Antoni Tàpies, Pintura amb manilles (Painting with Handcuffs), ​1970 © Comissió Tàpies, Vegap; photograph: © Gasull Fotografia, 2018)


Antoni Tàpies: How Art Can Operate as Soft Power

Featured in Hyperallergic

Written by Dorian Batycka

March 20, 2019

As the polarization over Catalan independence deepens in Spain, two recent exhibitions at the Antoni Tàpies Foundation underscore how art and soft power are more relevant than ever before.

Art and soft power have always been uneasy bedfellows, and the latest situation in Catalonia is perhaps the most flagrant example. There, seven Catalan Members of Parliament (MPs), and the leaders of the grassroots organizations (opens in a new window) Òmnium Cultural and the Catalan National Assembly (Assemblea Nacional Catalana or ANC), are currently on trial before the Supreme Court in Madrid, accused of sedition and rebellion, while Catalonia’s former president, Carles Puigdemont, has fled to Brussels seeking political protection.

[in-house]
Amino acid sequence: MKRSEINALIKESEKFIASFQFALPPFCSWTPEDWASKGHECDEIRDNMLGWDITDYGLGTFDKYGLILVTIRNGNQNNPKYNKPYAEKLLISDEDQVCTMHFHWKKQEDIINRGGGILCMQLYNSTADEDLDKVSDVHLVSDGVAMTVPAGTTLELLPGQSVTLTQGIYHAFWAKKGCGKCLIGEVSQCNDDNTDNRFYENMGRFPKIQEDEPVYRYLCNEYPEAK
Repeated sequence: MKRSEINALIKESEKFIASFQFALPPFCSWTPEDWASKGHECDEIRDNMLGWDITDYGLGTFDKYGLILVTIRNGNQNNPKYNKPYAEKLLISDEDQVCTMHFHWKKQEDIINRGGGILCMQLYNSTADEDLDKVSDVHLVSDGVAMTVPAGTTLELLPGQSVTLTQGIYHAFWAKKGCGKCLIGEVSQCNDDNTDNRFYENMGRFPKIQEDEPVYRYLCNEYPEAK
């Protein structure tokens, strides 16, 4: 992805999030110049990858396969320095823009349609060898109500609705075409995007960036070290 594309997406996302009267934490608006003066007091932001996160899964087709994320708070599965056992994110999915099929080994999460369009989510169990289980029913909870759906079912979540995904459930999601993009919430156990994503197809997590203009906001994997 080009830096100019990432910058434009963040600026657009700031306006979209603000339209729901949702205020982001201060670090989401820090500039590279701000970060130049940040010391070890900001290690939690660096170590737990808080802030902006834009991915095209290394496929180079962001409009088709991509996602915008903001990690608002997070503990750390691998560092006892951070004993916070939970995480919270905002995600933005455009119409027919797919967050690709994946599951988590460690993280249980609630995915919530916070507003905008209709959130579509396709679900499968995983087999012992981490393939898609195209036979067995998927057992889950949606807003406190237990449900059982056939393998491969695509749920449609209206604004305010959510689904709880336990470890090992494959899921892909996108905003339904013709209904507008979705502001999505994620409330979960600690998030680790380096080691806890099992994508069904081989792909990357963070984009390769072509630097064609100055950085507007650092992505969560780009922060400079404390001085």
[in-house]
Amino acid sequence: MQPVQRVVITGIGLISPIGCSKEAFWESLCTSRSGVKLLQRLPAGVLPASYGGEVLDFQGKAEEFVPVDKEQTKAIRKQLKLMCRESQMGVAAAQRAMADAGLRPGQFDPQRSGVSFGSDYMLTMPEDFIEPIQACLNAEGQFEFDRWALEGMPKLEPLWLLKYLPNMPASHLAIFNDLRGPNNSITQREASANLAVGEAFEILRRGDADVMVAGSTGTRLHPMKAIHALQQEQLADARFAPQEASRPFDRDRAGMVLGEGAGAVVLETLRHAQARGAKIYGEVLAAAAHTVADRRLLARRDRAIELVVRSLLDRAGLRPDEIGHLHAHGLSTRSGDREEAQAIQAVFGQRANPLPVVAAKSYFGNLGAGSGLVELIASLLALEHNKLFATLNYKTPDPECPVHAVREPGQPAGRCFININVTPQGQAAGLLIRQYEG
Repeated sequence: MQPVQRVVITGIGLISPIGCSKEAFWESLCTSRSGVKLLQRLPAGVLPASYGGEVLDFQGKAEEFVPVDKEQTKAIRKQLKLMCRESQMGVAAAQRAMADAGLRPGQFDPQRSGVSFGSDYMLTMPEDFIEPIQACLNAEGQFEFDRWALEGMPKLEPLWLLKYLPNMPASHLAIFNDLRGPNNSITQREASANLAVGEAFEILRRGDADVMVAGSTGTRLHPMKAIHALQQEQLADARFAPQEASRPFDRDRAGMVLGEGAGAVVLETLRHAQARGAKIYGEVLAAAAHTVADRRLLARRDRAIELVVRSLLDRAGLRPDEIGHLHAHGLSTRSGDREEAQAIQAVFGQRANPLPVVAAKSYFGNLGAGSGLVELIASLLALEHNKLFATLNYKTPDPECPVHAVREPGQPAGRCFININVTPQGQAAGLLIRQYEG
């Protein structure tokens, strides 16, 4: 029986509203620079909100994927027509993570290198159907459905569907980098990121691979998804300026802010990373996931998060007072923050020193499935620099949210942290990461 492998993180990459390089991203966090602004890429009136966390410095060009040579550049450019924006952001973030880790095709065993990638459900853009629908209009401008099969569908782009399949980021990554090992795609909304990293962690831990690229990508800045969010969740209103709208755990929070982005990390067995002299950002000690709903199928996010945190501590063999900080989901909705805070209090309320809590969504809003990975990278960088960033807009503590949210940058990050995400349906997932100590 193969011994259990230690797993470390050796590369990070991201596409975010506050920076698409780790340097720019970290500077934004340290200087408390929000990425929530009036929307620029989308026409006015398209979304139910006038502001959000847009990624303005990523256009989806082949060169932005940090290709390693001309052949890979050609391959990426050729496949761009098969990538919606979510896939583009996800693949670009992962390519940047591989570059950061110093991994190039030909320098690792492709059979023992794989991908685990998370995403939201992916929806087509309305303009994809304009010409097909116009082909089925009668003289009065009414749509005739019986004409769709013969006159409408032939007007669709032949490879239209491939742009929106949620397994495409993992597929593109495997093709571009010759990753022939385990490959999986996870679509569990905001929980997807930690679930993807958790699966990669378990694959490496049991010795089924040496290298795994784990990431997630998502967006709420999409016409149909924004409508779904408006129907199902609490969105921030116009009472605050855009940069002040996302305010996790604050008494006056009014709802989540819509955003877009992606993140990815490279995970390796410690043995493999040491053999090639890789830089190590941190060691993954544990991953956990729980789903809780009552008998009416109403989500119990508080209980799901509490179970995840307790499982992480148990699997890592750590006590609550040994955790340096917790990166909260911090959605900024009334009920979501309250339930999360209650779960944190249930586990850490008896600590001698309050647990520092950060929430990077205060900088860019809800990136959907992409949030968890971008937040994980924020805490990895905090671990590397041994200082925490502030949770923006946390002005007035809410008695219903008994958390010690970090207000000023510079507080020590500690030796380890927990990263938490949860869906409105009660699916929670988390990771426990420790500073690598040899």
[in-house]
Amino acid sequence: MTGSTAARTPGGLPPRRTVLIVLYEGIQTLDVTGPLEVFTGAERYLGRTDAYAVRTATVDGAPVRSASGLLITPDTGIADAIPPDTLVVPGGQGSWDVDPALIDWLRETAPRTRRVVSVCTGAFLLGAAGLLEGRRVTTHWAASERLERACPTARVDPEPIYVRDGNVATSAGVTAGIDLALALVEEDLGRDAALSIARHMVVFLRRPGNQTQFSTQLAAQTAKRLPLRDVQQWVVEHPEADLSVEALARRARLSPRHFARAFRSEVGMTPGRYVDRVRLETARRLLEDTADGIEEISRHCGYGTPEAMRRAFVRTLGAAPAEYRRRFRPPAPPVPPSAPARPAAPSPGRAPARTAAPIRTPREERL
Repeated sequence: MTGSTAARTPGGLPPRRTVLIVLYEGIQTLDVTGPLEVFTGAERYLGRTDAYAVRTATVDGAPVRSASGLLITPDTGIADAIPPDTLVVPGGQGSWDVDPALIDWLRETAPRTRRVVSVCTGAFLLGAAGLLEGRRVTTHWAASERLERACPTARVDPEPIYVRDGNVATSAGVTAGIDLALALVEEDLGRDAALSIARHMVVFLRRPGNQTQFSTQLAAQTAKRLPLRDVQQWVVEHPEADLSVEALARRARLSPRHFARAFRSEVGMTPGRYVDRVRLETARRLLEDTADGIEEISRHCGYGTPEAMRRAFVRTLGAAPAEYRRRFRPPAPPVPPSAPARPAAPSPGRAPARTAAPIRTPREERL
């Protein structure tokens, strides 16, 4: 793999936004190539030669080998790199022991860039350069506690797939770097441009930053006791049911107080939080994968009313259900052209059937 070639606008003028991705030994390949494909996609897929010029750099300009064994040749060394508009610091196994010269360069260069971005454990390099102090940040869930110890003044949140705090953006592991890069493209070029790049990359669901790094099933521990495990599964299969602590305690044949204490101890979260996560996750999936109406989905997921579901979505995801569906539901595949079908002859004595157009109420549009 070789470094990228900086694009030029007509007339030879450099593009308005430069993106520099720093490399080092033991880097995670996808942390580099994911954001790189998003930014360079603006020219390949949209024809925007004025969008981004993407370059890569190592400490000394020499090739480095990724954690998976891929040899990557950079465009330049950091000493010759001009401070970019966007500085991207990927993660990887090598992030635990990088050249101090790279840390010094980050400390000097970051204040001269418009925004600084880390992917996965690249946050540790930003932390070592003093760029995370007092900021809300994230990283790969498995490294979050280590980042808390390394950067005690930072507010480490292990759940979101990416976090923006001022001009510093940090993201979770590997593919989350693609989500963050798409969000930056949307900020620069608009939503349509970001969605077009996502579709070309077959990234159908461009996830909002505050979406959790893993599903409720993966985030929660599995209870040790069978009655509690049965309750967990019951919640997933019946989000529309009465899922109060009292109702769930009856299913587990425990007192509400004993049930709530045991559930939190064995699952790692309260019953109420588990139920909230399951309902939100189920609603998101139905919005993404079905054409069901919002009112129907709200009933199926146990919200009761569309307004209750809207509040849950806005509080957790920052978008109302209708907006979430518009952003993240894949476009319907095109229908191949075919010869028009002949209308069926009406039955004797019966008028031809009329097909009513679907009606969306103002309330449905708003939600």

On a recent two-month sojourn to Barcelona, I spent considerable time taking in two exhibitions — one featuring the work of (opens in a new window) Antoni Tàpies, ( (opens in a new window) Antoni Tàpies: Political Biography) the other, the first European, solo show of artist Erkan Özgen (Giving Voices: Erkan Özgen)— both of which came to represent for me a renewed focus on the role of art as a sister to soft power today. When seen together, the two exhibitions reveal how art — at its best — can tackle issues of social justice and political autonomy, but not acting as propaganda.

Read the full review, written by Dorian Batycka, in (opens in a new window) Hyperallergic.

  • Press — Antoni Tàpies: How Art Can Operate as Soft Power, Mar 20, 2019